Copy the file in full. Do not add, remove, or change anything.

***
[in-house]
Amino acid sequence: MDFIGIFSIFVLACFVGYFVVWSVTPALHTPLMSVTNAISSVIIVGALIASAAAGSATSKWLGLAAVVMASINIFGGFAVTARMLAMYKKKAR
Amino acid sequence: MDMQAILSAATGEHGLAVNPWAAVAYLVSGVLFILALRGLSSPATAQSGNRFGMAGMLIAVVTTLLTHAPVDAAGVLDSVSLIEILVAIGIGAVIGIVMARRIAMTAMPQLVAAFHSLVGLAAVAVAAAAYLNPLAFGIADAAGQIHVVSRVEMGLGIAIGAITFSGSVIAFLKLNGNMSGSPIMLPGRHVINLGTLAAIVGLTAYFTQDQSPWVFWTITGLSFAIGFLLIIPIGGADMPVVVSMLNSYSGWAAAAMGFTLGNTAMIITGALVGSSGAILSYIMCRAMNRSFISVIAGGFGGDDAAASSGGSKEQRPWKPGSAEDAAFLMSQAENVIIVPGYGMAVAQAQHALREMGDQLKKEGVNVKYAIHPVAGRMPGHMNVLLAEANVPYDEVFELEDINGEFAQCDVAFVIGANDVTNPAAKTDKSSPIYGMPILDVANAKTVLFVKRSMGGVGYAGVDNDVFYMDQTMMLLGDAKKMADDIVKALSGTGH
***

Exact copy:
[in-house]
Amino acid sequence: MDFIGIFSIFVLACFVGYFVVWSVTPALHTPLMSVTNAISSVIIVGALIASAAAGSATSKWLGLAAVVMASINIFGGFAVTARMLAMYKKKAR
Amino acid sequence: MDMQAILSAATGEHGLAVNPWAAVAYLVSGVLFILALRGLSSPATAQSGNRFGMAGMLIAVVTTLLTHAPVDAAGVLDSVSLIEILVAIGIGAVIGIVMARRIAMTAMPQLVAAFHSLVGLAAVAVAAAAYLNPLAFGIADAAGQIHVVSRVEMGLGIAIGAITFSGSVIAFLKLNGNMSGSPIMLPGRHVINLGTLAAIVGLTAYFTQDQSPWVFWTITGLSFAIGFLLIIPIGGADMPVVVSMLNSYSGWAAAAMGFTLGNTAMIITGALVGSSGAILSYIMCRAMNRSFISVIAGGFGGDDAAASSGGSKEQRPWKPGSAEDAAFLMSQAENVIIVPGYGMAVAQAQHALREMGDQLKKEGVNVKYAIHPVAGRMPGHMNVLLAEANVPYDEVFELEDINGEFAQCDVAFVIGANDVTNPAAKTDKSSPIYGMPILDVANAKTVLFVKRSMGGVGYAGVDNDVFYMDQTMMLLGDAKKMADDIVKALSGTGH